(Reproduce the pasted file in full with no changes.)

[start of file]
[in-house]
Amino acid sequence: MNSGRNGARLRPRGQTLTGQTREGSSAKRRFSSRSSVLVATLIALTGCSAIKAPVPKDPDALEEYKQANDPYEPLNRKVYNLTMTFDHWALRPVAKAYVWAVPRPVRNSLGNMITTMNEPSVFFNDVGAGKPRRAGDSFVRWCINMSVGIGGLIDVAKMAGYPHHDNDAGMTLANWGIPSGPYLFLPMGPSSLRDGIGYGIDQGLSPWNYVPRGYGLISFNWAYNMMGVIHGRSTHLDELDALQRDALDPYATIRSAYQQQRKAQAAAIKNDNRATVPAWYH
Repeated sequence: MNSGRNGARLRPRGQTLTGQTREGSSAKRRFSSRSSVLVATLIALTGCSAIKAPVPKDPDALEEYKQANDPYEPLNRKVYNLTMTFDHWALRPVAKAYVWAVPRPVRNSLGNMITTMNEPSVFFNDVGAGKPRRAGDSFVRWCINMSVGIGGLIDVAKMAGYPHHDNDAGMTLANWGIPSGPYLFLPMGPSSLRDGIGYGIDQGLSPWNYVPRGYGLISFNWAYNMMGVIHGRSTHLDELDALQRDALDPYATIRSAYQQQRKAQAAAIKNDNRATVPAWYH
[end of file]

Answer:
[in-house]
Amino acid sequence: MNSGRNGARLRPRGQTLTGQTREGSSAKRRFSSRSSVLVATLIALTGCSAIKAPVPKDPDALEEYKQANDPYEPLNRKVYNLTMTFDHWALRPVAKAYVWAVPRPVRNSLGNMITTMNEPSVFFNDVGAGKPRRAGDSFVRWCINMSVGIGGLIDVAKMAGYPHHDNDAGMTLANWGIPSGPYLFLPMGPSSLRDGIGYGIDQGLSPWNYVPRGYGLISFNWAYNMMGVIHGRSTHLDELDALQRDALDPYATIRSAYQQQRKAQAAAIKNDNRATVPAWYH
Repeated sequence: MNSGRNGARLRPRGQTLTGQTREGSSAKRRFSSRSSVLVATLIALTGCSAIKAPVPKDPDALEEYKQANDPYEPLNRKVYNLTMTFDHWALRPVAKAYVWAVPRPVRNSLGNMITTMNEPSVFFNDVGAGKPRRAGDSFVRWCINMSVGIGGLIDVAKMAGYPHHDNDAGMTLANWGIPSGPYLFLPMGPSSLRDGIGYGIDQGLSPWNYVPRGYGLISFNWAYNMMGVIHGRSTHLDELDALQRDALDPYATIRSAYQQQRKAQAAAIKNDNRATVPAWYH